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Experienced fly anglers know that a fly box does a lot more than just hold your flies.
While that is true, there are features to consider that make an average fly box, into the best fly box.
Fly anglers need gear that integrates to provide the most possible benefit.
Once you find the right vest or pack, you’ll need to find fly boxes that fit the pockets to maximize your storage.
That’s why Fly Fishing Atlas brings you our review of the best fly boxes.
We love solid fishing gear, and we appreciate a good fly box that performs and lasts for years to come.
We hope the article below will help you find exactly what you need.
Tacky Fly Boxes
Our top choice for best fly box goes to Tacky Fly Boxes. These handy fly boxes come in different sizes and designs to handle everything from big chunky streamers, to big dry flies, to tiny nymphs.
The boxes are made from a polycarbonate that is tough and ready for the rigors of heavy fishing.
The lid of the Tacky Fly Box is clear to allow anglers to see which flies are inside without opening the box. And the bright blue silicone insert provides great contrast for most fly patterns.
Speaking of that silicone insert, the material is much preferred over foam inserts that rip and shred apart over time. Slots within the silicone hold the flies securely and last for a super long time.
You won’t have to worry about breaking the latches on this fly box either, as Tacky Fly Boxes feature magnetic closures.
We’re big fans of the functional designs of Tacky Fly Boxes. They have you covered whatever you need. A sweet fly box for big hoppers and foam bodied bugs?
Just take a look at their Big Bug Box. While The Predator from Tacky Fly Box is another excellent option for your streamers.
Cliff Fly Box Bugger Beast
Streamer flies can present a challenge to the average fly box. Big flies take up a lot of space, and big barbed hooks can really tear up a foam insert.
That’s where Cliff fly boxes fill a much needed role. The Bugger Beast and Bugger Beast Jr. are really popular with fly anglers who throw big meaty flies.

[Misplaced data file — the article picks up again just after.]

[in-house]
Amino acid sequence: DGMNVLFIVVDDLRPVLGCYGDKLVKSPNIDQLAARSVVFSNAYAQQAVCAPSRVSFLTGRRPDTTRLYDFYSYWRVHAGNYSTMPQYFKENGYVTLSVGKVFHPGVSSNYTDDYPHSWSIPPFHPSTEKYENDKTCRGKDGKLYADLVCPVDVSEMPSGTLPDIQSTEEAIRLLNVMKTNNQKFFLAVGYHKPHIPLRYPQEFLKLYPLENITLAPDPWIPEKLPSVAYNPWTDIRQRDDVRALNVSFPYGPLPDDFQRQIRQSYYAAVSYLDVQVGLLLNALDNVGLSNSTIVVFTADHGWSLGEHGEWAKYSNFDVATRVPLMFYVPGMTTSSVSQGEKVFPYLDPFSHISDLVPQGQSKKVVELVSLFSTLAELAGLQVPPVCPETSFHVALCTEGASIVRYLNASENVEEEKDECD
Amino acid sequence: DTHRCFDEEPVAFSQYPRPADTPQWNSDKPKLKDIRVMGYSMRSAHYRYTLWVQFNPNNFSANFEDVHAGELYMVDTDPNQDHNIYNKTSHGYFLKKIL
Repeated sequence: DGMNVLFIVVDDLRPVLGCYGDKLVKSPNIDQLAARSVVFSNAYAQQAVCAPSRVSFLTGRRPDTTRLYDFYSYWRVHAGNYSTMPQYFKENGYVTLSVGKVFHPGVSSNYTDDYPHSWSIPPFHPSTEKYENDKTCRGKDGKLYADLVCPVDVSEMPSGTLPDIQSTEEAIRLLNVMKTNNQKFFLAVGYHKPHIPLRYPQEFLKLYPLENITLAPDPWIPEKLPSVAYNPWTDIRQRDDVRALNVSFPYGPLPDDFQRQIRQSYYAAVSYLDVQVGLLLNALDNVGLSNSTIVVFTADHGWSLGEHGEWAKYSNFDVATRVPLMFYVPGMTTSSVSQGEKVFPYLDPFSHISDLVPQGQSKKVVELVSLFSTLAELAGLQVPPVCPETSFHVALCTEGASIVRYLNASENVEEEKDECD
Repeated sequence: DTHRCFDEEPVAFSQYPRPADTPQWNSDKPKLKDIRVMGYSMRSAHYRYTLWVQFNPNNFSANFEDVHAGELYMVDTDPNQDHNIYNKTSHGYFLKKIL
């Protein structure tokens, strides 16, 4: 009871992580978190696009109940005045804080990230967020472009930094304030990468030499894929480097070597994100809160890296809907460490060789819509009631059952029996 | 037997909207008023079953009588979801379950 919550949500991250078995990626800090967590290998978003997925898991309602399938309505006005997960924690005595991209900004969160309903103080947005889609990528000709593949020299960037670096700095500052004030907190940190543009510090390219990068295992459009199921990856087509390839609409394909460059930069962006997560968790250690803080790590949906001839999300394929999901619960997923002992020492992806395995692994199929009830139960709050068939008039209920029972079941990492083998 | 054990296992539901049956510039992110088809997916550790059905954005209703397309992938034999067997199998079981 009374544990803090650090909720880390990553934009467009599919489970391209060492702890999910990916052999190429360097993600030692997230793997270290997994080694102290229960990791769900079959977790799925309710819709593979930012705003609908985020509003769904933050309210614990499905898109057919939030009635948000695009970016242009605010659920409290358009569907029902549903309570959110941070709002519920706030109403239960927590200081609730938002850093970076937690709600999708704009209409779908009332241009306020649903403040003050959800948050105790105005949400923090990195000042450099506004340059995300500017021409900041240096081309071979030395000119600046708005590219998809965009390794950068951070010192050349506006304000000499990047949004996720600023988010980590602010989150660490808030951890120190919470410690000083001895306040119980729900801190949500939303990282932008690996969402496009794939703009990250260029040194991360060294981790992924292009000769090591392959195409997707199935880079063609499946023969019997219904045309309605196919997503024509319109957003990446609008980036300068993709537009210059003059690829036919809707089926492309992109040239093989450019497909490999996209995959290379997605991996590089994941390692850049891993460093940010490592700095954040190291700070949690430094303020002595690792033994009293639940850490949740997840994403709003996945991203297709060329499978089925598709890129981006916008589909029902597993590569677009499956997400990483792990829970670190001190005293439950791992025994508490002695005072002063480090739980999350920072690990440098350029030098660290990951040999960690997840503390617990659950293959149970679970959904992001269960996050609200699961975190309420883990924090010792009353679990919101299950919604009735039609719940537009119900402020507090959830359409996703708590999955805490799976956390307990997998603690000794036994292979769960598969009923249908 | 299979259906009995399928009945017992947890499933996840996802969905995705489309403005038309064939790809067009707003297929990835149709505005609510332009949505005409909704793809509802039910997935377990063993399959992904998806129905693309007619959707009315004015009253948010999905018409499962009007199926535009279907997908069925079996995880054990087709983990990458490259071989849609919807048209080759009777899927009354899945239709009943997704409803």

The Bugger Beast measures in at 13.5″ x 9″ x 3″ and the Bugger Beast Jr. is just slightly smaller at 10″ x 6.5″ x 2.75″. Both can hold large streamer flies in mass quantity.
For professional fishing guides, fly tiers, and streamer fly aficionados, you won’t find a better box for all your streamer fly storage needs.
How to put flies in a fly box?
There are a huge number of fishing flies out there.
Organizing your fly box to get easy access to the exact flies that you need when you are on the water is an essential part of a great day’s fishing.
There is no one correct way to organize your fly box.
Here are some expert tips on how to do it, with a range of options:
- Be sure to use a fly box that properly fits all of your flies. Midge boxes and large streamer boxes are best.
- Keep the flies together according to their fly type.
- Have a specific box for dry flies, another for nymphs, streamers, bass poppers, etc.
- If using just one box, have separate areas for dry flys, nymphs, and poppers.
- You may choose to organize flies by their pattern type – imitative pattern flies that look like an insect in one section; attractive pattern flies in a section; search pattern type flies in a section; impressionistic pattern type flies in another section.
How to organize your fly box?